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The aim of radiotherapy is to deliver a very high dose of radiation to a tumor whilst trying to spare the surrounding normal tissues. Of course, it is impossible to spare tissues adjacent to a target completely — the very process of delivering radiation to the tumor will result in radiation passing through surrounding structures, and there will be scattered radiation resulting in dose to normal structures. However, it is also impossible to direct radiation perfectly well to a target, in the first place. Therefore, it is common practice to surround the clinical target volume (CTV) with a margin to allow for setup uncertainties and movement of the target. This results in the creation of a planning target volume (PTV), a process described by the International Commission on Radiation Units and Measurements (ICRU) in its reports 50 and 62.[1,2]
The ICRU considers two major components of the PTV margin:
The two types of margins are typically considered to be independent of each other. Like other independent (or mathematically speaking, ‘orthogonal’) sources of uncertainty, they can be added in quadrature to yield an overall PTV margin. The consequence of this is that both components of the margin must be addressed in order to yield best results; reducing one component will only make the other more significant.
The aim of optimization in radiotherapy planning and treatment is to keep this margin as small as possible as it increases the volume of normal tissue irradiated. It is important to keep in mind that margins are to be applied in three dimensions—as such, even a small margin reduction can result in a significantly reduced irradiated volume.
Modern radiotherapy offers three major tools which may have an impact on the various uncertainties and therefore the PTV margins required.
However, dose escalation will in most cases be safe only if the margins can be reduced. Therefore, it is interesting, and perhaps not surprising, to note that several of the papers in the present issue of JMP are dedicated to at least one of the technologies listed above.
All these new approaches provide scope for reducing margins for radiotherapy treatment. However, careful consideration must be given to the distinction between CTV and PTV margins. Following the ICRU, the CTV consists of the gross tumor volume (GTV) with a margin to allow for subclinical extensions that ‘cannot be detected by the staging procedures.’ In practice, margins for GTV to CTV extension (clinical) and CTV to PTV extension (physical) have been added, with the result that the encompassing PTV will take care of both clinical and physical extensions. As technology provides us with the opportunity to reduce physical PTV margins, the irradiated volume becomes smaller; however, as we never had the possibility to determine the border between CTV and PTV margins from clinical data, we may reduce the coverage of subclinical disease.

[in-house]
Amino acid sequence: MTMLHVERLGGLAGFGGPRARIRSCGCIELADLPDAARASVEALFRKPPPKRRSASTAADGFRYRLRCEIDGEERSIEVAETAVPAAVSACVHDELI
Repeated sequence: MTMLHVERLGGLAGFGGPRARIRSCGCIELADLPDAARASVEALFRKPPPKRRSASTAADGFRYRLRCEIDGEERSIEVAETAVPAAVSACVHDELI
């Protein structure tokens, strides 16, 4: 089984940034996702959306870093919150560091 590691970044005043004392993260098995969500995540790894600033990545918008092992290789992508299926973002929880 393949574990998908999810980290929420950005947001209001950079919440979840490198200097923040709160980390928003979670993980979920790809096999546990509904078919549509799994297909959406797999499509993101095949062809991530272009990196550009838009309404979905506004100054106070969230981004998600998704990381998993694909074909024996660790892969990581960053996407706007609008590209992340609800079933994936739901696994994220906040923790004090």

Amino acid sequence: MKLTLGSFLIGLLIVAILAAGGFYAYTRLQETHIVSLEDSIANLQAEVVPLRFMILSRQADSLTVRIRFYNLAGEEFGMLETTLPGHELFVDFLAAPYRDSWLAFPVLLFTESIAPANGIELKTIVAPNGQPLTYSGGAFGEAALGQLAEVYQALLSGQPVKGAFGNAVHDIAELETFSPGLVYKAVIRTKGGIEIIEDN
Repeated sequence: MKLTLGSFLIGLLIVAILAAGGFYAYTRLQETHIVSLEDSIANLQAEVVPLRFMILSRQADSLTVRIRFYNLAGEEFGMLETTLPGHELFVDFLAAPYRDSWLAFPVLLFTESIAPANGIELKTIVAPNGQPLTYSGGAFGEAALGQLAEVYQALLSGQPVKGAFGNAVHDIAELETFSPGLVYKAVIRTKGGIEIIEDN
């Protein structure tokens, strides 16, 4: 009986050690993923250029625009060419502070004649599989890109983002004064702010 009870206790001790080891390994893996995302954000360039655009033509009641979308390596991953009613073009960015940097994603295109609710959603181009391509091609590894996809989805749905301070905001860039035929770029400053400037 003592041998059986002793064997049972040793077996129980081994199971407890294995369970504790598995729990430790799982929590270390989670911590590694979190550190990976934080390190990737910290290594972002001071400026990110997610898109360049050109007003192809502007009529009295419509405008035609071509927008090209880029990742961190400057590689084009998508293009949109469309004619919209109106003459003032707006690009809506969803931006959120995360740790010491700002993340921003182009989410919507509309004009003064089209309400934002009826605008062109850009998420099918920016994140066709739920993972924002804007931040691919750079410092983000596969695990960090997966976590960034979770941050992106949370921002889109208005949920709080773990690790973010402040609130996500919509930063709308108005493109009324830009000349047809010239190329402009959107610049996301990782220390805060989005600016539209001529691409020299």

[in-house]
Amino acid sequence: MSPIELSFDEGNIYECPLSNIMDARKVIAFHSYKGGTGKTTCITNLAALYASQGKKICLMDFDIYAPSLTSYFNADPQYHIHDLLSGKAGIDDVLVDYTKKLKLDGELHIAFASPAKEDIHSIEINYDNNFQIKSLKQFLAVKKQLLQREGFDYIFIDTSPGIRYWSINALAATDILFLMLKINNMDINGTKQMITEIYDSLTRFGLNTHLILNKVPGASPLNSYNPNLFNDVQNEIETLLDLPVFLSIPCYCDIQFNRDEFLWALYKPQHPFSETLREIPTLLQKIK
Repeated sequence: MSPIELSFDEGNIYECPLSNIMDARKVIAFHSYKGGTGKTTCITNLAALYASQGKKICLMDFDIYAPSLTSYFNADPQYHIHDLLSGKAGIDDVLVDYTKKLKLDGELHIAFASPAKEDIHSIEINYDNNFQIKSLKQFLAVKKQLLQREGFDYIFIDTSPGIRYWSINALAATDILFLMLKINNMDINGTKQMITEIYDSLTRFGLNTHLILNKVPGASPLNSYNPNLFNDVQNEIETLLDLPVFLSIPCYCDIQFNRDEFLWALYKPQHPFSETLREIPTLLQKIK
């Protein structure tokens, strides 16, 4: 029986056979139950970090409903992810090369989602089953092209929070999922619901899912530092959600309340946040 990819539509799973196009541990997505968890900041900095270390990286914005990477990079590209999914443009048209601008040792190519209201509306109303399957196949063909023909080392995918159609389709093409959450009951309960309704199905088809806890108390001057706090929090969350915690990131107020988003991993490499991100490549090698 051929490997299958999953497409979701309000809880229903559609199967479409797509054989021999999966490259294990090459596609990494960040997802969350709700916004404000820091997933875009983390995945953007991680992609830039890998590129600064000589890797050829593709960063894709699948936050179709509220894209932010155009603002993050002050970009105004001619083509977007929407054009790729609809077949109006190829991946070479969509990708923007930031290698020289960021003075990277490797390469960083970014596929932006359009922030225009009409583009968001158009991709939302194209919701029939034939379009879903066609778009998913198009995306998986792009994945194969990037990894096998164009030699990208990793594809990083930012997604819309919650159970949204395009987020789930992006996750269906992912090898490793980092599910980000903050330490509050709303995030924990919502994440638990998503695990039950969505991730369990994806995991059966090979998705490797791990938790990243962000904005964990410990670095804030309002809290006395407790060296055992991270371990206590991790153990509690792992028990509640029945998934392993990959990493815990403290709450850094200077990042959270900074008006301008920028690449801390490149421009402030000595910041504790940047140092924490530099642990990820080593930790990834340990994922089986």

Finally, it is important to note that critical structures may also be affected by setup uncertainty and movement. As such, the ICRU has introduced a concept of margins also for planning organ-at-risk volumes (PRVs). As is the case for target structure, critical organs can also move and change their shape. Similar to PTV, internal and setup margins can also be defined. For example, parotids may change shape and location, both of which are important to know at the time of aiming to deliver parotid-sparing radiotherapy for head and neck cancer. In practice, PRV margins are usually applied only for organs where sparing is critical, such as the spinal cord. However, PTVs and PRVs are not anatomical structures but are virtual structures that aid the radiotherapy treatment planning process. Therefore, they can overlap. This is one of the most challenging problems in treatment planning; and any method to reduce margins, even by a small amount, may significantly improve the treatment optimization options.
Only time will tell what impact margin reduction has on cancer treatment; there is no doubt that image guidance and IMRT reduce normal tissue complications and side effects of radiation. However, it will be essential to monitor progress and follow patients for a long term in prospective clinical trials to ascertain the true impact of margin reductions afforded by modern technology.